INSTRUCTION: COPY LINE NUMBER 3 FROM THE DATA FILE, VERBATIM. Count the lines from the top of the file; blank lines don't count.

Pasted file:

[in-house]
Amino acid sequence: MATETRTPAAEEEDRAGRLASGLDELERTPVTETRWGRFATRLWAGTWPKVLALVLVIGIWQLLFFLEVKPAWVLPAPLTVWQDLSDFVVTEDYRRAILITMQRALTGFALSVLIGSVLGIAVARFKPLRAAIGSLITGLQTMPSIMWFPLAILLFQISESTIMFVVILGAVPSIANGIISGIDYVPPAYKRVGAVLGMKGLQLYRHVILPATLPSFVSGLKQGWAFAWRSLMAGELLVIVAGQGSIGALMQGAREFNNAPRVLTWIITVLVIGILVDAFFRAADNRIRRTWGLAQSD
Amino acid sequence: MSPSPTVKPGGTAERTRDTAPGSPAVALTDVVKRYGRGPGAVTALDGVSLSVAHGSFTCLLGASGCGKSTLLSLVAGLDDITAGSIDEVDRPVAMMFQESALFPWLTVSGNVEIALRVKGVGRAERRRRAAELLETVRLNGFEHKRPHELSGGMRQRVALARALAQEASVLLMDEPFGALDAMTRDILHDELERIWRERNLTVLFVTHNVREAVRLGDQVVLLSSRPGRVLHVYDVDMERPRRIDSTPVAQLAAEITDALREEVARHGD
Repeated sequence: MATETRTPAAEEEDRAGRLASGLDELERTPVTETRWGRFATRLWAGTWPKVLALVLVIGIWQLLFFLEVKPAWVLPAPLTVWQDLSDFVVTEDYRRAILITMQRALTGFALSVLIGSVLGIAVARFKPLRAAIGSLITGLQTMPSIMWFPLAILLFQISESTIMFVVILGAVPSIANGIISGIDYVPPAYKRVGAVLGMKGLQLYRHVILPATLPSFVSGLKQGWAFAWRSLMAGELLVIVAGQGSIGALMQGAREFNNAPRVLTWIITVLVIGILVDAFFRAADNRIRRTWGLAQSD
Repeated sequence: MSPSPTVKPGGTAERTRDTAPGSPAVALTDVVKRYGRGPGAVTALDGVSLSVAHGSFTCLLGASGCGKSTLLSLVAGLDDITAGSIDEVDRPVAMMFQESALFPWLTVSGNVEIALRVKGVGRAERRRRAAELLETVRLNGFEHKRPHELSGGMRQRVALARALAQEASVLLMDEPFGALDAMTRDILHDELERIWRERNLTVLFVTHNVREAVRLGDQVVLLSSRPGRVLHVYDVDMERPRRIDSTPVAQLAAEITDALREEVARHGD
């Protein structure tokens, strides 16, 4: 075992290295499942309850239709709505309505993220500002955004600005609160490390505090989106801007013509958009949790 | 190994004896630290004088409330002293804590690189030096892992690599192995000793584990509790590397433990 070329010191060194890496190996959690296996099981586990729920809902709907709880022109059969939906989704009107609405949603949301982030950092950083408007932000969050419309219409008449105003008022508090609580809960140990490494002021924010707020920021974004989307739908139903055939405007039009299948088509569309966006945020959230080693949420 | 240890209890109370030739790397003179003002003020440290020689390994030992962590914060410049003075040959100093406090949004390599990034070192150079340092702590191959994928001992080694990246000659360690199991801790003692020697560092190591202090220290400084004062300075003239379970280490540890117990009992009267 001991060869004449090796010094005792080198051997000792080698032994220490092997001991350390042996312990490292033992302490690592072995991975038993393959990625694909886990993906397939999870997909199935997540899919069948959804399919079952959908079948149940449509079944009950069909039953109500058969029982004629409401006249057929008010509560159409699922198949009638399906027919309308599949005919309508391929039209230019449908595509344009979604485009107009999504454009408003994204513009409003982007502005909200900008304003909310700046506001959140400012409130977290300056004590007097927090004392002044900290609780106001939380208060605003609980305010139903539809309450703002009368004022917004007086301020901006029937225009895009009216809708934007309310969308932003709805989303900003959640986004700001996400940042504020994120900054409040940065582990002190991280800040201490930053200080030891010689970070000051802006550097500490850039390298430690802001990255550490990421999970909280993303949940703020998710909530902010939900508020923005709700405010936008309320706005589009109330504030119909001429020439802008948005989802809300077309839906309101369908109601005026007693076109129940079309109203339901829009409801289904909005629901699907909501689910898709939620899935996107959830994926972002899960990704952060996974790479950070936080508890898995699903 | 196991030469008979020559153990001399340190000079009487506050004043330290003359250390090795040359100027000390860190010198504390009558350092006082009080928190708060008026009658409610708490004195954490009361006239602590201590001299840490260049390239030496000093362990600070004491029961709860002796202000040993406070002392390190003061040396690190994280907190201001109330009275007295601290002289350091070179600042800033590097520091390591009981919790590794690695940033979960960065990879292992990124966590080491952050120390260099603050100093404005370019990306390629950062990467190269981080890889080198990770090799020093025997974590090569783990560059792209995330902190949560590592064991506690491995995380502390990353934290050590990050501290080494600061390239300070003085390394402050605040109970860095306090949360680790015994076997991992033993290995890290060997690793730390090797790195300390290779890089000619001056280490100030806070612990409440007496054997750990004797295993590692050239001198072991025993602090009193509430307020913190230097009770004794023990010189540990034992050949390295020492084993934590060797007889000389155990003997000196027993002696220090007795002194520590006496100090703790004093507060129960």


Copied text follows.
Amino acid sequence: MSPSPTVKPGGTAERTRDTAPGSPAVALTDVVKRYGRGPGAVTALDGVSLSVAHGSFTCLLGASGCGKSTLLSLVAGLDDITAGSIDEVDRPVAMMFQESALFPWLTVSGNVEIALRVKGVGRAERRRRAAELLETVRLNGFEHKRPHELSGGMRQRVALARALAQEASVLLMDEPFGALDAMTRDILHDELERIWRERNLTVLFVTHNVREAVRLGDQVVLLSSRPGRVLHVYDVDMERPRRIDSTPVAQLAAEITDALREEVARHGD